Journal Article

Retaining Novices to Become Expert Child Protection Practitioners: Creating Career Pathways in Direct Practice

Karen Healy, Gabrielle Meagher and Joel Cullin

in The British Journal of Social Work

Published on behalf of British Association of Social Workers

Volume 39, issue 2, pages 299-317
Published in print March 2009 | ISSN: 0045-3102
Published online November 2007 | e-ISSN: 1468-263X | DOI: https://dx.doi.org/10.1093/bjsw/bcm125
Retaining Novices to Become Expert Child Protection Practitioners: Creating Career Pathways in Direct Practice

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In many post-industrial countries, concerns have been raised about high turnover of professional staff and the high proportion of novice practitioners on the frontline in child protection agencies. High turnover imposes costs on individual practitioners, employing organizations, service users (particularly vulnerable children) and society more broadly. We analyze the views of employers, policy makers and researchers in Australia, England and Sweden about factors contributing to high turnover at the frontline. We find that a combination of retention disincentives (push factors) and alternative career opportunities (pull factors) contributes to high turnover among frontline practitioners. Based on these findings, we propose a strategy for enhancing workforce retention at the frontline in child protection. The strategy involves creation of a career pathway that enables, and encourages, novice child protection workers to become advanced practitioners.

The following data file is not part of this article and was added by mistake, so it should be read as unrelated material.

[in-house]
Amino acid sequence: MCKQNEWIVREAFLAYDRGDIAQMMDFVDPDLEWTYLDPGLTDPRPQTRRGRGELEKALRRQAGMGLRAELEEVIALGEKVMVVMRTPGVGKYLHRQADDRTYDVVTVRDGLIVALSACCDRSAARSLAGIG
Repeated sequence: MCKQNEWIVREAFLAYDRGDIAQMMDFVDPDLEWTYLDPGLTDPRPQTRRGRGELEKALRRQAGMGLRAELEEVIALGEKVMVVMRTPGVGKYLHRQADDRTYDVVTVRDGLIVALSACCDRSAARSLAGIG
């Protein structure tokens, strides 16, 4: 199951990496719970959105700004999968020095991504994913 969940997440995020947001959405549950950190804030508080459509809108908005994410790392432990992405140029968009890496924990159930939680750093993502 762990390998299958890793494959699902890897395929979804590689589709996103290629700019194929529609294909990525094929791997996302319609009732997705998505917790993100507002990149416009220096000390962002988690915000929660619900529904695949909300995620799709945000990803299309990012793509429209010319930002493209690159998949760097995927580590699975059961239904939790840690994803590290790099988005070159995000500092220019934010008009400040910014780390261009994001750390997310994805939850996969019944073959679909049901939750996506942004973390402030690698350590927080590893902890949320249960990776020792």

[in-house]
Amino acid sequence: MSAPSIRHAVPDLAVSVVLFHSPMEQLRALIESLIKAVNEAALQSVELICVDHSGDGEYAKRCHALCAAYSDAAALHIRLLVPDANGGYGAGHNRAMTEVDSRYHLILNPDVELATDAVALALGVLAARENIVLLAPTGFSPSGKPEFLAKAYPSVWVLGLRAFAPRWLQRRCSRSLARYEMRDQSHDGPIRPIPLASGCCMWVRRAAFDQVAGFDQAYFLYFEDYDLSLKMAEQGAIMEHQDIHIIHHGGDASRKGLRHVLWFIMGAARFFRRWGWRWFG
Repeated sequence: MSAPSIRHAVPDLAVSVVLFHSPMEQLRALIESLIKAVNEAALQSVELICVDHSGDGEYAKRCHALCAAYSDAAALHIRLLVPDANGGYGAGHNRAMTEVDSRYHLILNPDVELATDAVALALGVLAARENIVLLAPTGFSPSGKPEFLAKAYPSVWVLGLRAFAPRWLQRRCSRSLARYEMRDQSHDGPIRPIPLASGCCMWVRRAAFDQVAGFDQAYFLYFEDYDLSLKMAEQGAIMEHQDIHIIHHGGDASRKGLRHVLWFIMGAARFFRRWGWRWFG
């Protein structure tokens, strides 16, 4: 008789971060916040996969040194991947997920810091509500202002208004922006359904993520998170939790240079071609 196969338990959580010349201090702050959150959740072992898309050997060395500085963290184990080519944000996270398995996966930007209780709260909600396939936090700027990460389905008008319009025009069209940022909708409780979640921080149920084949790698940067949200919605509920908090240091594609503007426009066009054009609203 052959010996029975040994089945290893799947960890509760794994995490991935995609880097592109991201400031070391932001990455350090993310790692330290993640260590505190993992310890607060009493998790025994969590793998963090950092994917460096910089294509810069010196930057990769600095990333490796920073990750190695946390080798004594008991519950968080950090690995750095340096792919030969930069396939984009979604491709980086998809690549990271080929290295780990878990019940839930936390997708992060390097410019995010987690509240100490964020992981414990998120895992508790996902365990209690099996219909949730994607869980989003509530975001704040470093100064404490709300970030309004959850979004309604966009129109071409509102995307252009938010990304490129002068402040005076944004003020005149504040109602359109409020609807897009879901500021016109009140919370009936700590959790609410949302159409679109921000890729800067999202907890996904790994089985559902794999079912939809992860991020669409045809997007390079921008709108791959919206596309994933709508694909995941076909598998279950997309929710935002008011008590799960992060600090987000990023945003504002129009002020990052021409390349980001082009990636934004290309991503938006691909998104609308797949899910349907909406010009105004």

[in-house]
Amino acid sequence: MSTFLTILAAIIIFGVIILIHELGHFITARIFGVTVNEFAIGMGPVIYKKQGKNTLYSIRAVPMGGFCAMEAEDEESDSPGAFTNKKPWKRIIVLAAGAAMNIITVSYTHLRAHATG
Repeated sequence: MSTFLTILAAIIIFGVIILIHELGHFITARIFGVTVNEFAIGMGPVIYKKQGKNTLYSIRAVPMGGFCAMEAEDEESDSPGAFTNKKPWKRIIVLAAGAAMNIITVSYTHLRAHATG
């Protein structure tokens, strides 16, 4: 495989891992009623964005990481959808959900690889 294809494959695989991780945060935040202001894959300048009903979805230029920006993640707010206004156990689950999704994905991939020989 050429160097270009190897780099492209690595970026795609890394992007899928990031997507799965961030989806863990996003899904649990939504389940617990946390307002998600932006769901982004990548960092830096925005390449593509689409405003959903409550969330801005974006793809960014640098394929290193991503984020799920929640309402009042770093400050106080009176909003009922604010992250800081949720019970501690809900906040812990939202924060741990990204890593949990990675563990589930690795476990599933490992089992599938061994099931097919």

Keywords: child protection; staff retention; novice practitioners; career pathways

Journal Article.  7125 words.  Illustrated.

Subjects: Social Work

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